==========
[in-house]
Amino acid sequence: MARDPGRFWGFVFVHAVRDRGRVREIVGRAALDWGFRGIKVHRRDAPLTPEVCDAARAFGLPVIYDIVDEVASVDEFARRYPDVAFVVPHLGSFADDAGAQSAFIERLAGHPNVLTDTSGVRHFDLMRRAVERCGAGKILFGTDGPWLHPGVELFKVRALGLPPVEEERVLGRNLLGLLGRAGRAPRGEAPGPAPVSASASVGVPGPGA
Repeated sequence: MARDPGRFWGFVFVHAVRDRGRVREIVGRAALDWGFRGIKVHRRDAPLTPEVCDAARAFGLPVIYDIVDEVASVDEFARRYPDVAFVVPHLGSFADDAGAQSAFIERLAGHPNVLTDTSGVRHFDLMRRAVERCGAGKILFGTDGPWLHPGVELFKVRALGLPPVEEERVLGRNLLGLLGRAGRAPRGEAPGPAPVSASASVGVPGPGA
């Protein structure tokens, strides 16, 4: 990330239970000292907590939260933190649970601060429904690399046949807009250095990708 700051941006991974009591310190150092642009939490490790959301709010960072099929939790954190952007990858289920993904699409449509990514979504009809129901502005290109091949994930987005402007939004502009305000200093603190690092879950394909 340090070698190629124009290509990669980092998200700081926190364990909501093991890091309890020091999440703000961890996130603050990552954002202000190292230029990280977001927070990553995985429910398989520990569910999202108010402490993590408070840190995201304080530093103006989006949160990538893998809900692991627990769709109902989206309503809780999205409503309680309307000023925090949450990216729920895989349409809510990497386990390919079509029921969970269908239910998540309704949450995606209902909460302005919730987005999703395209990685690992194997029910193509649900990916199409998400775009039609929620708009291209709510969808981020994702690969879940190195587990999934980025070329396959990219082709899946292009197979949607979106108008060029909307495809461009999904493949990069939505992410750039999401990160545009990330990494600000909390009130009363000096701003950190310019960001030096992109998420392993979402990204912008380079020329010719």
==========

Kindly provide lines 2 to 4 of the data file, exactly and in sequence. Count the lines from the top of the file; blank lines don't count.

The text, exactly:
Amino acid sequence: MARDPGRFWGFVFVHAVRDRGRVREIVGRAALDWGFRGIKVHRRDAPLTPEVCDAARAFGLPVIYDIVDEVASVDEFARRYPDVAFVVPHLGSFADDAGAQSAFIERLAGHPNVLTDTSGVRHFDLMRRAVERCGAGKILFGTDGPWLHPGVELFKVRALGLPPVEEERVLGRNLLGLLGRAGRAPRGEAPGPAPVSASASVGVPGPGA
Repeated sequence: MARDPGRFWGFVFVHAVRDRGRVREIVGRAALDWGFRGIKVHRRDAPLTPEVCDAARAFGLPVIYDIVDEVASVDEFARRYPDVAFVVPHLGSFADDAGAQSAFIERLAGHPNVLTDTSGVRHFDLMRRAVERCGAGKILFGTDGPWLHPGVELFKVRALGLPPVEEERVLGRNLLGLLGRAGRAPRGEAPGPAPVSASASVGVPGPGA
């Protein structure tokens, strides 16, 4: 990330239970000292907590939260933190649970601060429904690399046949807009250095990708 700051941006991974009591310190150092642009939490490790959301709010960072099929939790954190952007990858289920993904699409449509990514979504009809129901502005290109091949994930987005402007939004502009305000200093603190690092879950394909 340090070698190629124009290509990669980092998200700081926190364990909501093991890091309890020091999440703000961890996130603050990552954002202000190292230029990280977001927070990553995985429910398989520990569910999202108010402490993590408070840190995201304080530093103006989006949160990538893998809900692991627990769709109902989206309503809780999205409503309680309307000023925090949450990216729920895989349409809510990497386990390919079509029921969970269908239910998540309704949450995606209902909460302005919730987005999703395209990685690992194997029910193509649900990916199409998400775009039609929620708009291209709510969808981020994702690969879940190195587990999934980025070329396959990219082709899946292009197979949607979106108008060029909307495809461009999904493949990069939505992410750039999401990160545009990330990494600000909390009130009363000096701003950190310019960001030096992109998420392993979402990204912008380079020329010719």